Talk:Sedition Act of 1918

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Modern sedition[edit]

Is there a Federal law dealing with sedition today?

I believe Ollie North called, at one political convention, for Ice T (or was it Ice Cube? Whoever did that "Cop Killa" song) to be charged under federal sedition laws. Either Ollie North was lying about the existence of sedition laws, or ol' Ollie's audience probably just giggled at the irony of an actual treason-committed such as Ollie North calling for such a thing against someone who was merely an untalented rap artist, since it obviously never took place anyway. --I am not good at running 05:28, 1 May 2005 (UTC)
No I don't think there are sedition laws. There are libel and slander laws, but those are a bit different. I'm no lawyer but I think theoretically you could be charged for libel against the US government just as you can against any other entity (a person or corporation for example.) But I doubt such a charge would go over well. I could be wrong, there may be some provision making the US government a fair target for libel and slander--I doubt it though. Its probably just not something anyone is willing to prosecute. Brentt 01:48, 14 July 2006 (UTC)

if there was i belive it would be unconstitutional. guest —Preceding unsigned comment added by (talk) 01:46, 9 January 2008 (UTC)


How does one go about challenging the neutrality of an article here?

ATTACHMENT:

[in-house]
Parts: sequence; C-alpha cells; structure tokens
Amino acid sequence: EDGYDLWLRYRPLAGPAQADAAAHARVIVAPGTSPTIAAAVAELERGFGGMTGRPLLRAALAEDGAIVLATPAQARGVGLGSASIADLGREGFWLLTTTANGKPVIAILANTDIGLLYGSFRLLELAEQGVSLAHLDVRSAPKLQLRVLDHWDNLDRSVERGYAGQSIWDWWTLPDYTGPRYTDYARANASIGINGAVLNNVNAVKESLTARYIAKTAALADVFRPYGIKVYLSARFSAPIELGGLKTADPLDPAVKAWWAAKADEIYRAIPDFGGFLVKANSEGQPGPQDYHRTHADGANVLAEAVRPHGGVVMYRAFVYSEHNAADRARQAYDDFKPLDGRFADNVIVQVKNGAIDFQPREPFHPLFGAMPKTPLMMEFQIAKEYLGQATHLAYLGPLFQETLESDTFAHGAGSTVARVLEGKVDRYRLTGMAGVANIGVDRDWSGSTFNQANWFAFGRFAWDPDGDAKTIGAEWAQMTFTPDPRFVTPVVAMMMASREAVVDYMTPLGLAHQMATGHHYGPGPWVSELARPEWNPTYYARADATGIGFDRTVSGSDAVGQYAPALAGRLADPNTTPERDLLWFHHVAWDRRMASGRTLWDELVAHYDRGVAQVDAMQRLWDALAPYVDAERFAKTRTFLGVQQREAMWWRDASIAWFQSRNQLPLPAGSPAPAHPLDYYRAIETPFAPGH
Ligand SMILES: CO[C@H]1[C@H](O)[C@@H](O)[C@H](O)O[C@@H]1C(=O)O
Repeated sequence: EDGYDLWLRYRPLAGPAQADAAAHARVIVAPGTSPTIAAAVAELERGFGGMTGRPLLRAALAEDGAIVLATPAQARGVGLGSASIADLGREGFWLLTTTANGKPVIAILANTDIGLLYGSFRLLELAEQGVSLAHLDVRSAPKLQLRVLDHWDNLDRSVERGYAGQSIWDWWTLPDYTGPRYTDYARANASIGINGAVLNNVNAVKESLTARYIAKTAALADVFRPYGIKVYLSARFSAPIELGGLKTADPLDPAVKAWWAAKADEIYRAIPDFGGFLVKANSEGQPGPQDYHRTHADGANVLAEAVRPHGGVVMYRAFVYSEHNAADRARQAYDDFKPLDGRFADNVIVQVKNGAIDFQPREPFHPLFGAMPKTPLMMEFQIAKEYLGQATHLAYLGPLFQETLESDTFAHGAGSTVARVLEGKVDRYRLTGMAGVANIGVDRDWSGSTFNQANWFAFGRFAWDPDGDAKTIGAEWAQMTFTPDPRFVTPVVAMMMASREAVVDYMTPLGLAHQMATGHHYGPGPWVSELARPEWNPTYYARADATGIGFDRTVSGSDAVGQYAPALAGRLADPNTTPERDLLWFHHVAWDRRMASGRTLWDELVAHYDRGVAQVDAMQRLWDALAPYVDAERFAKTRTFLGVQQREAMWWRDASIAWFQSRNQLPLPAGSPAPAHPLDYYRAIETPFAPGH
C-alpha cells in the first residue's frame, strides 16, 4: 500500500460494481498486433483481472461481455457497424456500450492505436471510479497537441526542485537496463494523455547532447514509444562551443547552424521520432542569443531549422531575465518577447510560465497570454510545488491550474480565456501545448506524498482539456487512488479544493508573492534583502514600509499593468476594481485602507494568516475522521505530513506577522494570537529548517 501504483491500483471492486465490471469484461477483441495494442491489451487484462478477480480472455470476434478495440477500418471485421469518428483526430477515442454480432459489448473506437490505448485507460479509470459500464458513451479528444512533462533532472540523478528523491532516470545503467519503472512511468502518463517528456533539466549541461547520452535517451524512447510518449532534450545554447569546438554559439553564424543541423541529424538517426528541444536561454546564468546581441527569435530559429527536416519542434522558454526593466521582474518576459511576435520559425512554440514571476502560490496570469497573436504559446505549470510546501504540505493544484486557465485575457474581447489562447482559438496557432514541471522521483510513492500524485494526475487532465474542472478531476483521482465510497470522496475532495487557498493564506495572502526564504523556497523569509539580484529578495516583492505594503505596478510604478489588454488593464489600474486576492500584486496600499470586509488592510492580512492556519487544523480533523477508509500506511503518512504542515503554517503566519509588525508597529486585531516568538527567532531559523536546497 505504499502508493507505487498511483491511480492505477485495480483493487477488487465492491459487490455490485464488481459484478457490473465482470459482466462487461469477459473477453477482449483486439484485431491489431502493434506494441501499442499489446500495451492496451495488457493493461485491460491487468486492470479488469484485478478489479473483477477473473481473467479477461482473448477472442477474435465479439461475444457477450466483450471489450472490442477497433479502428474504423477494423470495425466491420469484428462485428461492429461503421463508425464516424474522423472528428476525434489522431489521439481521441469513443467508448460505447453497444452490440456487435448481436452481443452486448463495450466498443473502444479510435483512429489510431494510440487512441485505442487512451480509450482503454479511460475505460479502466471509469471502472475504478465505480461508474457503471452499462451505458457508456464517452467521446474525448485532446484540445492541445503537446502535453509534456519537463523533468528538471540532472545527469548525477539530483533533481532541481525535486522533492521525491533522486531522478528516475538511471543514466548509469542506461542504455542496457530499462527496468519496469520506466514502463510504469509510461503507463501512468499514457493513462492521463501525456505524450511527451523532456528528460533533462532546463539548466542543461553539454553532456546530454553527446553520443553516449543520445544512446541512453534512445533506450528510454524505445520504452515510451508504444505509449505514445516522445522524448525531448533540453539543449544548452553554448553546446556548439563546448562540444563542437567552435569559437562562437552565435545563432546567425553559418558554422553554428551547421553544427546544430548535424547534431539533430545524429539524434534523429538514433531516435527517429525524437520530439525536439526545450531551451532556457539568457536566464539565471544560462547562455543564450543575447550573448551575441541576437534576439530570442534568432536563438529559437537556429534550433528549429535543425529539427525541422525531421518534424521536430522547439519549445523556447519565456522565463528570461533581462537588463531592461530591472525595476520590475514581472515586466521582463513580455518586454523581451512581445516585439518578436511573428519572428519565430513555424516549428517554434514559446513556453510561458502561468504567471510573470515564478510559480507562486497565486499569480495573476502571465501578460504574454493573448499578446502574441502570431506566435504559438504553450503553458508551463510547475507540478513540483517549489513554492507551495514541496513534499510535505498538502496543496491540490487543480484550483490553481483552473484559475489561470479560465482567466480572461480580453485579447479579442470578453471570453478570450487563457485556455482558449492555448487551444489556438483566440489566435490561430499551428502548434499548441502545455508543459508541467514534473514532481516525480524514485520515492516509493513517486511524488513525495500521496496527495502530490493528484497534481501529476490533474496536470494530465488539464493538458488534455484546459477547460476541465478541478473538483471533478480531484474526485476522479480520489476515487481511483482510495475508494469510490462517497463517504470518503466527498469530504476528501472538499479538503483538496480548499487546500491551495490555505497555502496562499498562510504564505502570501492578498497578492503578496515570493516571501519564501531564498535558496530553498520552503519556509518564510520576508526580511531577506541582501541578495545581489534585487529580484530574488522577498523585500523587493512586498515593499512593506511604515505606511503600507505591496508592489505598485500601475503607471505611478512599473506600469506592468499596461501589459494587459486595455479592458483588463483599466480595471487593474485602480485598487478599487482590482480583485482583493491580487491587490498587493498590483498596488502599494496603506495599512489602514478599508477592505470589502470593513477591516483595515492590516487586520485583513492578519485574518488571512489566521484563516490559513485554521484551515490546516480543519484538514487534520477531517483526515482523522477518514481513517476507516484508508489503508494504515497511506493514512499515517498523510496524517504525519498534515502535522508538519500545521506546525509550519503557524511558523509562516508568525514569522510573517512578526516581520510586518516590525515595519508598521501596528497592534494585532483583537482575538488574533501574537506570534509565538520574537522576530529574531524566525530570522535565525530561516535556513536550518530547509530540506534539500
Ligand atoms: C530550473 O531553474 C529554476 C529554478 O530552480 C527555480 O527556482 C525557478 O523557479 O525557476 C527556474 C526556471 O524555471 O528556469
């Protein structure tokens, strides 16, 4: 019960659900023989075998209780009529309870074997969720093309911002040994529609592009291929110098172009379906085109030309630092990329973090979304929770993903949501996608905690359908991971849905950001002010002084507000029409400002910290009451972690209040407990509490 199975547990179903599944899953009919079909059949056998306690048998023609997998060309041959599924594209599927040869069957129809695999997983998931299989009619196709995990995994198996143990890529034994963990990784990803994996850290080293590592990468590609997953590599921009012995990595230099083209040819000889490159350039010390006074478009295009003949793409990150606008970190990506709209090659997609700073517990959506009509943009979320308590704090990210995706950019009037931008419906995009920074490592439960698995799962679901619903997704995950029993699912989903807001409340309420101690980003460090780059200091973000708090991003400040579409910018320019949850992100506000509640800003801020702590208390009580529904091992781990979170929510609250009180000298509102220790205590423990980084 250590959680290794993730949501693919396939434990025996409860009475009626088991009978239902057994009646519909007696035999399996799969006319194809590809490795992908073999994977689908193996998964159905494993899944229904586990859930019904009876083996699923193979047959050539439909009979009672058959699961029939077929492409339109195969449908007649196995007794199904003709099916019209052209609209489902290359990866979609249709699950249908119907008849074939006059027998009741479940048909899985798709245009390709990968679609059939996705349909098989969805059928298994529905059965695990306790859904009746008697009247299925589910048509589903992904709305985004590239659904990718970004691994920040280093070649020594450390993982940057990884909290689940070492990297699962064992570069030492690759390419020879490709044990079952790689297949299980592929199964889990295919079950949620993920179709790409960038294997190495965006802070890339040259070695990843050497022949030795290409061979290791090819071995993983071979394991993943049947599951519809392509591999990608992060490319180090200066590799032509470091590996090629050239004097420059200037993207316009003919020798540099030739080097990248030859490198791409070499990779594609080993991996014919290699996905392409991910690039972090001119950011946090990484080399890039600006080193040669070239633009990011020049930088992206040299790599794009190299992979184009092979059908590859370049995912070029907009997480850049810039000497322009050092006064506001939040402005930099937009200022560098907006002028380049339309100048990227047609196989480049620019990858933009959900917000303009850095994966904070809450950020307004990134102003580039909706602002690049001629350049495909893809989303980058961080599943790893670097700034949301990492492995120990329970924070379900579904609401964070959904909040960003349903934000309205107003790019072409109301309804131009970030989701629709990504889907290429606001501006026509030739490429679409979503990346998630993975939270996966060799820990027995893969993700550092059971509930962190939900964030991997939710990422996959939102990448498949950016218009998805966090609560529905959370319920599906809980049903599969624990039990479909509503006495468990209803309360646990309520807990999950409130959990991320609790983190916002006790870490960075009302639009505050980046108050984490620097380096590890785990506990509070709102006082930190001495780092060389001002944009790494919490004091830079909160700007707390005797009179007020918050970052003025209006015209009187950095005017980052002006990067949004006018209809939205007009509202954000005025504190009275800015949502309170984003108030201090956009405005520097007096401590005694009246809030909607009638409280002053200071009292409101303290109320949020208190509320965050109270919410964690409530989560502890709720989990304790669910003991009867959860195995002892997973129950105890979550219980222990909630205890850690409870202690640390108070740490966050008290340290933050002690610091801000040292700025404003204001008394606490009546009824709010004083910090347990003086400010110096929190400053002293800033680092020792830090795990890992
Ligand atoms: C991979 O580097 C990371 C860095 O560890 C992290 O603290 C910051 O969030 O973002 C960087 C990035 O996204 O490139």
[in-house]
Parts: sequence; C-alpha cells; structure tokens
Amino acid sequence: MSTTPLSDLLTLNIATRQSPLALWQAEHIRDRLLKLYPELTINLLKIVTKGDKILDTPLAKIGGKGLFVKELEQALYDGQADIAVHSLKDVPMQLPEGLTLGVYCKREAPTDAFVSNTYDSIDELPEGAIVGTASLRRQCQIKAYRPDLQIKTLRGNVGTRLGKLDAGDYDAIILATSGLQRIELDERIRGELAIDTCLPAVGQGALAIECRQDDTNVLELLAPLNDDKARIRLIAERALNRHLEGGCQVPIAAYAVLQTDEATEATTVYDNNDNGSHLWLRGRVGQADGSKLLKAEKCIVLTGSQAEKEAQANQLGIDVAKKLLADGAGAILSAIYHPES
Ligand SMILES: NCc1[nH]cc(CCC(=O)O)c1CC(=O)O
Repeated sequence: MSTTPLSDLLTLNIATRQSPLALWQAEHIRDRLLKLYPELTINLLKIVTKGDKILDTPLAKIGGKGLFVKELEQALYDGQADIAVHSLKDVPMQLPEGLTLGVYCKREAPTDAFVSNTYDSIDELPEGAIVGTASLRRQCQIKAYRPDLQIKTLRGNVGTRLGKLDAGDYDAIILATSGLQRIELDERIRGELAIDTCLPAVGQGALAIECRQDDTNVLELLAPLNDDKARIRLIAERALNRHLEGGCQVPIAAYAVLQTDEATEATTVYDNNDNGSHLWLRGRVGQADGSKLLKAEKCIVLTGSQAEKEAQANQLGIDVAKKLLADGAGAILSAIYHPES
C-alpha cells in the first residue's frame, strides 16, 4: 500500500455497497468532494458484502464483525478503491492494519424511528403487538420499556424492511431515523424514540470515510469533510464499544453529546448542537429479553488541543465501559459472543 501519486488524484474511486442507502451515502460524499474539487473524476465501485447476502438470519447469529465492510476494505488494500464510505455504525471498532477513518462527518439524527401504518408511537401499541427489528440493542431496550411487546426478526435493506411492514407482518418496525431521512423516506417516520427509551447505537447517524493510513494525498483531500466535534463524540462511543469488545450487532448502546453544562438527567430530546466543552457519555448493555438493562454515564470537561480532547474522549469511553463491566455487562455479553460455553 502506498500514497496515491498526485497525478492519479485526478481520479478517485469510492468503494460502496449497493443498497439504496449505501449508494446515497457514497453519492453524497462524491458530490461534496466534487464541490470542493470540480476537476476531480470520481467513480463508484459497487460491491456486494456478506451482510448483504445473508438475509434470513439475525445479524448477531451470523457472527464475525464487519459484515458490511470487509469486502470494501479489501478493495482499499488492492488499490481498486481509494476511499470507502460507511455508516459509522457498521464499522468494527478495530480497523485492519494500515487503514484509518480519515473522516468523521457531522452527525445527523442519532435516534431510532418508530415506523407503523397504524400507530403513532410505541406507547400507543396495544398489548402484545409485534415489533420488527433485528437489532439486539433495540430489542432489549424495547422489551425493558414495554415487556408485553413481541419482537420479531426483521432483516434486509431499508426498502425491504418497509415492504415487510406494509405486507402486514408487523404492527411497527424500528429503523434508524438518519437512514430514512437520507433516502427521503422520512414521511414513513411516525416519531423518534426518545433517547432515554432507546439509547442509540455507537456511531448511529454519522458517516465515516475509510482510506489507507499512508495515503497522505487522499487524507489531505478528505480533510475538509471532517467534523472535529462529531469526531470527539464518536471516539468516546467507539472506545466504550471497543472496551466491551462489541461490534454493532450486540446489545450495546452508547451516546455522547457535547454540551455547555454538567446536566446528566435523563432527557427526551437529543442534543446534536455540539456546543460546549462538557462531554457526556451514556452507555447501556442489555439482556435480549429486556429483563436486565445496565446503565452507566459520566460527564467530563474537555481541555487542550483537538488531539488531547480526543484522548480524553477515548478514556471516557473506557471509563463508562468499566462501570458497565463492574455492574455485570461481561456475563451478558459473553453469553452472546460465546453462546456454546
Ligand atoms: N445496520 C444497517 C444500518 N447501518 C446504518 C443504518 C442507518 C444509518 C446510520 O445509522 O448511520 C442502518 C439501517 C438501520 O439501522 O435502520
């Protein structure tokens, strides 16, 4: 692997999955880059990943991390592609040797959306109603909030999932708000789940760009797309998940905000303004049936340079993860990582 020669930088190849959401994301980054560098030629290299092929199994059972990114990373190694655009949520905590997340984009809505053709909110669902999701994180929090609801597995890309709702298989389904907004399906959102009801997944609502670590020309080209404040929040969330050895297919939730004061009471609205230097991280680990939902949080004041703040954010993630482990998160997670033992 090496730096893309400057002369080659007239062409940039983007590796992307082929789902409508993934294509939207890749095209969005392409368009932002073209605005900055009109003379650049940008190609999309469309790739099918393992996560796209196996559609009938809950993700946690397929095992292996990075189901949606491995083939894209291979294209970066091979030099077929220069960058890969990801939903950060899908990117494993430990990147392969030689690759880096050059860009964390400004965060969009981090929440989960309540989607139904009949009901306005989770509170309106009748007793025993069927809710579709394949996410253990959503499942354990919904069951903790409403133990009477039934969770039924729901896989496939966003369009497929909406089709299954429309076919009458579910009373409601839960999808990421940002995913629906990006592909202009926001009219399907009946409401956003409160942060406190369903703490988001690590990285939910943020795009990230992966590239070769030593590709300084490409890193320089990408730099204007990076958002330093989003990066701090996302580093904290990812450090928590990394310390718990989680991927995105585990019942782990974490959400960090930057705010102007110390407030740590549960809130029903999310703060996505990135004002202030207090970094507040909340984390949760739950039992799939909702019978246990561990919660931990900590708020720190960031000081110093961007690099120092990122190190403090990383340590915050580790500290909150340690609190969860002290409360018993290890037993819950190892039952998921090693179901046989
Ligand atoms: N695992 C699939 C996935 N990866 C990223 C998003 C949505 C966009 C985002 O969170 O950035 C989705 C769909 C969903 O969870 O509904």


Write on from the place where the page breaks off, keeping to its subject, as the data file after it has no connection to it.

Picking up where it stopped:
The claim that the act was "in conflict with the US Constitution's First Amendment" is an example of editorializing. That the majority of the Founding Fathers themselves (who wrote the Constitution) supported such an act in their day (Alien and Sedition Act of 1798 anyone?) needs to be taken into consideration when talking about these matters -as does the US Supreme Court upholding the validity of the act in 1919. Nonetheless, the article should be amended to say that the act can "arguably be said to conflict with the US Constitution's First Amendment" because that argument can be made as can the converse argument. The goal here is POV neutrality right? Ishawnm (talk) 03:39, 26 November 2007 (UTC)

I would challenge the notion that the majority of founding fathers supported sedition acts - One would do well to recall that the Alien and Sedition Acts led to the downfall of both Adams and his party. Nwlaw63 (talk) 22:54, 18 November 2008 (UTC)
You can edit the text of biased articles yourself. As it happens, I've just rewritten the portion of this article you pointed out, but feel free to make further revisions. You can also put the {{NPOV}} tag at the top of the article and leave a note on the talk page, if you don't know what to change the text to, or want to get others' opinions. -- Beland 05:48, 3 December 2007 (UTC)

I think the neutrality challange can be removed. —Preceding unsigned comment added by (talk) 13:55, 16 May 2008 (UTC)

Anarchist Act[edit]

I have seen this in other places quoted as the Anarchist Act of 1918. I would like that included on the main page, but can't find a reputable source at the moment. Butterflyvertigo 17:00, 15 February 2007 (UTC)

This is not the Anarchist Act. That's very casual language. There is the Anarchist Exclusion Act of 1903, which the Immigration Act of 1918 amended to greatly enlarge the definition of "anarchist." The Immigration Act of 1918 does not yet have an entry on Wikipedia. Its expansion of the definition of "anarchist" is described here Anarchist_Exclusion_Act#Immigration_Act_of_1918. Hope that helps.

Bmclaughlin9 (talk) 19:39, 11 February 2010 (UTC)

Copying to Wikisource[edit]

Is this the complete text of the act? If it is not, it should not be moved to Wikisource. --Benn Newman 17:23, 21 December 2006 (UTC)